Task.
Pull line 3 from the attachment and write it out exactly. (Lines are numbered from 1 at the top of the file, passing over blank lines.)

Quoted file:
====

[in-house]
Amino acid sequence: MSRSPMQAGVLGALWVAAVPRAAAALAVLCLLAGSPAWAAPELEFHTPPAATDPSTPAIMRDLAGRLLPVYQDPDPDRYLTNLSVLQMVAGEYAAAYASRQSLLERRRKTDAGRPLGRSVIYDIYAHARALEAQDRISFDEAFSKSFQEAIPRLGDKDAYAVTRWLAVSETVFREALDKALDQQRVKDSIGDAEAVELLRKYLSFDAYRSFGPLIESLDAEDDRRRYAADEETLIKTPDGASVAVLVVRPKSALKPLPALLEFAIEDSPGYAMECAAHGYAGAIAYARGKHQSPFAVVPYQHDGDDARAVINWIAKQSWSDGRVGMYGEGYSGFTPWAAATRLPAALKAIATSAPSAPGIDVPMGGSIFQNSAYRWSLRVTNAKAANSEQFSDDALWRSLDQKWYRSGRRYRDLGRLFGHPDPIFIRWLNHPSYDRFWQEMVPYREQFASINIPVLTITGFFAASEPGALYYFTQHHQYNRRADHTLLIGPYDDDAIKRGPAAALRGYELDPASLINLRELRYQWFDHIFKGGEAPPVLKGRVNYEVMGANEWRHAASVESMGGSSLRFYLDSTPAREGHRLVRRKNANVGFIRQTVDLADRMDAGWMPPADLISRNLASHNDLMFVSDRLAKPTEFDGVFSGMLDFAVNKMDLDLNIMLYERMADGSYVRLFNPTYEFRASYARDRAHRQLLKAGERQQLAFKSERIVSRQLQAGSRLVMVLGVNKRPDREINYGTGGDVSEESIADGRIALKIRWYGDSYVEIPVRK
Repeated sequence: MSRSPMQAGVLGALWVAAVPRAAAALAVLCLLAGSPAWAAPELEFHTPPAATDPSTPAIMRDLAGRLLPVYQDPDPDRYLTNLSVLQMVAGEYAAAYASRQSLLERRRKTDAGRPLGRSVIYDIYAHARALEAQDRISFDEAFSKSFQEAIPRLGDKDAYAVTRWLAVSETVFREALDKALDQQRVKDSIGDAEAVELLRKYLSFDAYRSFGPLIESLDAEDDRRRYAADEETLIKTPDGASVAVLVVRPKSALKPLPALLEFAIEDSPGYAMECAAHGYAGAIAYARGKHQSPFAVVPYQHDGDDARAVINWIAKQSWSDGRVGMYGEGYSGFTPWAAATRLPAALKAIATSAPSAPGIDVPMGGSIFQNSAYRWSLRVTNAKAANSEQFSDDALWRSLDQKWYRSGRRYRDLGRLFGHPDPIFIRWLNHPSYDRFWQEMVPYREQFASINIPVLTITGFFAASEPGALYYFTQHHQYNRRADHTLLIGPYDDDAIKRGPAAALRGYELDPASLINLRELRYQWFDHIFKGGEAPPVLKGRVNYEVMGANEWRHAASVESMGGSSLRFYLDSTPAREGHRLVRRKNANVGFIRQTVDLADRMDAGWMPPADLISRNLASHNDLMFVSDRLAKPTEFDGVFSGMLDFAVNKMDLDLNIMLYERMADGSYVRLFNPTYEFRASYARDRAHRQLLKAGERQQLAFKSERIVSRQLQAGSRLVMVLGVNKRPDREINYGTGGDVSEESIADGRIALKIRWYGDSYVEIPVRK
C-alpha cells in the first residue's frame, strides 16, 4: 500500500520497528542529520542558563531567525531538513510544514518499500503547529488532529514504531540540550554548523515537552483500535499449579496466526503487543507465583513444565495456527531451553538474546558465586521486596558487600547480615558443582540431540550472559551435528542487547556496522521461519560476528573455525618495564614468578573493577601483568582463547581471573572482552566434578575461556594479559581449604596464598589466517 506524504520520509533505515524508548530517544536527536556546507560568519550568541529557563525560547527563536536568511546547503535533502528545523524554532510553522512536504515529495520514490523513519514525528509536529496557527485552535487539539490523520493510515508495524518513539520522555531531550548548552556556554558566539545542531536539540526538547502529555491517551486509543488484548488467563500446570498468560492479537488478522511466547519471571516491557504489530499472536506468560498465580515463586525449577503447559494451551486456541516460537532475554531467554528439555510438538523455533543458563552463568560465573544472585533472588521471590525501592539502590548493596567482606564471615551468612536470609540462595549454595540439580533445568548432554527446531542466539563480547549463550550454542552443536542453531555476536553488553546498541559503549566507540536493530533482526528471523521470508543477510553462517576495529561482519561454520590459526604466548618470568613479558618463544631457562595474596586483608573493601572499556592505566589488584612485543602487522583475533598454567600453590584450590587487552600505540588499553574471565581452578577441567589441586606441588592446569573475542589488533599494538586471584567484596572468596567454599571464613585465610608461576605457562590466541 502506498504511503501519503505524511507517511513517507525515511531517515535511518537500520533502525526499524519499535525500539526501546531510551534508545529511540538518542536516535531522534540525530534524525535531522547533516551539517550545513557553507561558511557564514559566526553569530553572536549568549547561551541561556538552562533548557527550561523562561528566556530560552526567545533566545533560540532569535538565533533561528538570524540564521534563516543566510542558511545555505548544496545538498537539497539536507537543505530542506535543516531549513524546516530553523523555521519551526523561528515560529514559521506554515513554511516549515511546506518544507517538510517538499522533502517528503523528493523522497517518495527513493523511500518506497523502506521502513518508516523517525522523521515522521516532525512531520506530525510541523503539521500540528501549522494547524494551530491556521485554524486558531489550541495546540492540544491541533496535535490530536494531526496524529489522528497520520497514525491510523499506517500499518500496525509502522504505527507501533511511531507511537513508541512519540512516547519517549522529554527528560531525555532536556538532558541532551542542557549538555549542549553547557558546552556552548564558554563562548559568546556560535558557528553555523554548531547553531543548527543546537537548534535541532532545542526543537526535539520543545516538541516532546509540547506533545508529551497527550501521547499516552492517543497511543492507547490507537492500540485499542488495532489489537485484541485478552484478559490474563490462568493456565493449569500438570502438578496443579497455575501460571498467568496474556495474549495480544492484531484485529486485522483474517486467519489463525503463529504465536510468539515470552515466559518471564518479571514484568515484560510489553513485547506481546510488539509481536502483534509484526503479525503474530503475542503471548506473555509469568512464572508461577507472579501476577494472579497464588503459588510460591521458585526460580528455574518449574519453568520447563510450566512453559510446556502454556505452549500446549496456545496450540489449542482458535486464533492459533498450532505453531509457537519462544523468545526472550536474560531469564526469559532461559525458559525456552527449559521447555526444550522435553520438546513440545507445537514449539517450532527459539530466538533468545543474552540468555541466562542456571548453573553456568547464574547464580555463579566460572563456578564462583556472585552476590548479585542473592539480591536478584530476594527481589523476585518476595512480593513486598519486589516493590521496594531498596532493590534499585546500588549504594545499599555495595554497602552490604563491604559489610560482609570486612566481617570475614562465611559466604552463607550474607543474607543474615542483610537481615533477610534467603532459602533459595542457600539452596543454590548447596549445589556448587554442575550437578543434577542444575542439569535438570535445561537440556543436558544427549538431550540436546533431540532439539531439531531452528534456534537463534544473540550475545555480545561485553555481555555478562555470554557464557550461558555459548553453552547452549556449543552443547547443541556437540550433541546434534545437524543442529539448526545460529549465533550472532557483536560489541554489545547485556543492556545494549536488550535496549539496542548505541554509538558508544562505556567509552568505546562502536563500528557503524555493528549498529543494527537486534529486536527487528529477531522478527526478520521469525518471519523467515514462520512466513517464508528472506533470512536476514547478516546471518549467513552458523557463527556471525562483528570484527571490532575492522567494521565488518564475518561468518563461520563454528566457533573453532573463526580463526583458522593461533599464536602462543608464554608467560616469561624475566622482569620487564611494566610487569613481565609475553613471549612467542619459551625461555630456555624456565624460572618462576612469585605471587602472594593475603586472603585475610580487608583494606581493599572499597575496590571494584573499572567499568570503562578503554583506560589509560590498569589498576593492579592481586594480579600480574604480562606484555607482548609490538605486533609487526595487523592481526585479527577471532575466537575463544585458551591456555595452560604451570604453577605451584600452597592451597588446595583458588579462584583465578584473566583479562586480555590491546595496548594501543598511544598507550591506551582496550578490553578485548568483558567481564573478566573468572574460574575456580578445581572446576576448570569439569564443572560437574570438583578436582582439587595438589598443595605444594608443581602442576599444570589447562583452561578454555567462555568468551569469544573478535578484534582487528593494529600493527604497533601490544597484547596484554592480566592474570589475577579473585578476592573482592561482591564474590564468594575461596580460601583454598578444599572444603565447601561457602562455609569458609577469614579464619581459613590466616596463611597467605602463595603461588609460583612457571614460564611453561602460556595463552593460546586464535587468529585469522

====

Repeated sequence: MSRSPMQAGVLGALWVAAVPRAAAALAVLCLLAGSPAWAAPELEFHTPPAATDPSTPAIMRDLAGRLLPVYQDPDPDRYLTNLSVLQMVAGEYAAAYASRQSLLERRRKTDAGRPLGRSVIYDIYAHARALEAQDRISFDEAFSKSFQEAIPRLGDKDAYAVTRWLAVSETVFREALDKALDQQRVKDSIGDAEAVELLRKYLSFDAYRSFGPLIESLDAEDDRRRYAADEETLIKTPDGASVAVLVVRPKSALKPLPALLEFAIEDSPGYAMECAAHGYAGAIAYARGKHQSPFAVVPYQHDGDDARAVINWIAKQSWSDGRVGMYGEGYSGFTPWAAATRLPAALKAIATSAPSAPGIDVPMGGSIFQNSAYRWSLRVTNAKAANSEQFSDDALWRSLDQKWYRSGRRYRDLGRLFGHPDPIFIRWLNHPSYDRFWQEMVPYREQFASINIPVLTITGFFAASEPGALYYFTQHHQYNRRADHTLLIGPYDDDAIKRGPAAALRGYELDPASLINLRELRYQWFDHIFKGGEAPPVLKGRVNYEVMGANEWRHAASVESMGGSSLRFYLDSTPAREGHRLVRRKNANVGFIRQTVDLADRMDAGWMPPADLISRNLASHNDLMFVSDRLAKPTEFDGVFSGMLDFAVNKMDLDLNIMLYERMADGSYVRLFNPTYEFRASYARDRAHRQLLKAGERQQLAFKSERIVSRQLQAGSRLVMVLGVNKRPDREINYGTGGDVSEESIADGRIALKIRWYGDSYVEIPVRK